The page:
Now I am sure the noise is why I cannot meditate. It is responsible for my restlessness and irritation. It is at fault.
But is it? Can a sound reach inside a mind and make it suffer?
Reactivity has a way of making us believe the impossible. It seeks to turn attention away from the true cause and externalize the fault. The absurdity of reactivity’s logic reveals itself when we turn this assumption into a question.
Tilopa urged his disciple Naropa to question blaming our internal state on external conditions. For so long, we have believed that external conditions determine our contentment, and we have thereby given up our power.
To say we are fettered is to say we are limited. When Tilopa said, “The mind is not bound by appearances,” he was saying we are not limited by external conditions. They are not holding us down, at least not in the way we believe them to be. This is a radical statement and it goes against what we may have believed our whole life.
Reactivity thrives in the gap between how things are and how we wish they would be. This is one way to understand grasping: it is energy that externalizes and reaches slightly ahead of the present. When we are living that way, the mind stays rigid and expectant. It cannot land on what is.
Noise is important—whether it be the audible kind or the noise of our own thoughts—because how we are with noise and other changing conditions in our practice is how we are with the conditions of our life.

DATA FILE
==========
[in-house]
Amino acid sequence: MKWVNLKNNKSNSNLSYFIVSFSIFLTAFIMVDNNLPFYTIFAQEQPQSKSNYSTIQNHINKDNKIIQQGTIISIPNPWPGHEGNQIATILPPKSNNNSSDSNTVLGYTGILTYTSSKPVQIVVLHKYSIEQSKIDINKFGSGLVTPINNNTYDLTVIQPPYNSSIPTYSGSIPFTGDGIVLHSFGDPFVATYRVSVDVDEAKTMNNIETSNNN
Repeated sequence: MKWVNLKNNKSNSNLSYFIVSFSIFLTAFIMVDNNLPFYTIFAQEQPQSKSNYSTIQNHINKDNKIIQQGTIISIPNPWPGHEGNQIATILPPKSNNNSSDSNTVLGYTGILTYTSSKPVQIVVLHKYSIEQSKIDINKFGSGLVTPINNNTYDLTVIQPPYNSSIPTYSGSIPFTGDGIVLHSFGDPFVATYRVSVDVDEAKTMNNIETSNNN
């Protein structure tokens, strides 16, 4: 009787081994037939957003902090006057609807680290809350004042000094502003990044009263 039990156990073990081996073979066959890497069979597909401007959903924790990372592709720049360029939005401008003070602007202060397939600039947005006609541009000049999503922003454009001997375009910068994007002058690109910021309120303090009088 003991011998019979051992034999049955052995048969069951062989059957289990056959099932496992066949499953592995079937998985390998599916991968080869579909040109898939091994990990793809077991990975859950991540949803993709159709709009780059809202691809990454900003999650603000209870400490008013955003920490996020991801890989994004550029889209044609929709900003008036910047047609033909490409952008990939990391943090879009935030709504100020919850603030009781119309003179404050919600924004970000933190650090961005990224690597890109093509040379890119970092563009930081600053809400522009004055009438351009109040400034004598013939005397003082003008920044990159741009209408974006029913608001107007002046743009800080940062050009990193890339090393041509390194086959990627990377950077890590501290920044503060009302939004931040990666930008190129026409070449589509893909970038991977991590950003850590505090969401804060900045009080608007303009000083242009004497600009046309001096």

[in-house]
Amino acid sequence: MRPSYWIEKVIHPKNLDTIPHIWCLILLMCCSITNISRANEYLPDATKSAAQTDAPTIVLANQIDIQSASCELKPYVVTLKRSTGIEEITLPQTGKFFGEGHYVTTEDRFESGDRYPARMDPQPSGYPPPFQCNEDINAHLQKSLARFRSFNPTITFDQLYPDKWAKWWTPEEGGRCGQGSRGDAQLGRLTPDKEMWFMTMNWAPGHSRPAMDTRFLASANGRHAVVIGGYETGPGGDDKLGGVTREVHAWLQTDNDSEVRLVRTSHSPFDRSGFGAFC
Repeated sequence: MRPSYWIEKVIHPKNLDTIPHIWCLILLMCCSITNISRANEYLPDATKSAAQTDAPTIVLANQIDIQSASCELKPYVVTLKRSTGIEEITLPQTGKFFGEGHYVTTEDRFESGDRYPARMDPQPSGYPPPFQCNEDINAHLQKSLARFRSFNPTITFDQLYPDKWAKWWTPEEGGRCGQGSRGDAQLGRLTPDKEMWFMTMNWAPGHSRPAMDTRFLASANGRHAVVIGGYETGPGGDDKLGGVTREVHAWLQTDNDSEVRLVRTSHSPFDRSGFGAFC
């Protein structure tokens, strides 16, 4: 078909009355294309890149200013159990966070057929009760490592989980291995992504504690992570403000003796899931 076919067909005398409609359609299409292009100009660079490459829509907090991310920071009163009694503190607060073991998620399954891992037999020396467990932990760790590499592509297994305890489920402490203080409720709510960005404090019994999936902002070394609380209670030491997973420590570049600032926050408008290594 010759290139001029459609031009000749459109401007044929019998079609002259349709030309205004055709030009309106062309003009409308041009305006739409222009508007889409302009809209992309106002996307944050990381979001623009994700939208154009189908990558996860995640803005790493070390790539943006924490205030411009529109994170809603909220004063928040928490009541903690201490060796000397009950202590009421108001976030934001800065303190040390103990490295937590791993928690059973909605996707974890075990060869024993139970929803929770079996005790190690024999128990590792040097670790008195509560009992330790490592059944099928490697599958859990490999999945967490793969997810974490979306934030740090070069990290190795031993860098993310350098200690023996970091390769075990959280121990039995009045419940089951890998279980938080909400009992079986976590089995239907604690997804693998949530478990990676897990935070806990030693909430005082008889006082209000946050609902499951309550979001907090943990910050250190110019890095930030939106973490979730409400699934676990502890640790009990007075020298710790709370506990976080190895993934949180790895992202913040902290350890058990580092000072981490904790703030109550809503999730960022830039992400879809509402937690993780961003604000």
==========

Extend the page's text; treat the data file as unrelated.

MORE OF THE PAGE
In everyday life, as in meditation, we are completely absorbed by these appearances. We are caught up in what is happening. We are bound. Some appearances are attractive and interesting. Those we pursue. Some are challenging and make us feel uncomfortable. Those we try to avoid. Some appearances don’t seem either threatening or beneficial. Those we leave alone.
In other words, we are not just witnessing appearances like innocent bystanders. We are caught in a push and pull with them. We are locked in struggle. Tilopa called the push and pull “grasping.” We see grasping at its most tangible in the way we manipulate our environment, trying to keep uncomfortable abhasa away and keep attractive appearances close at hand.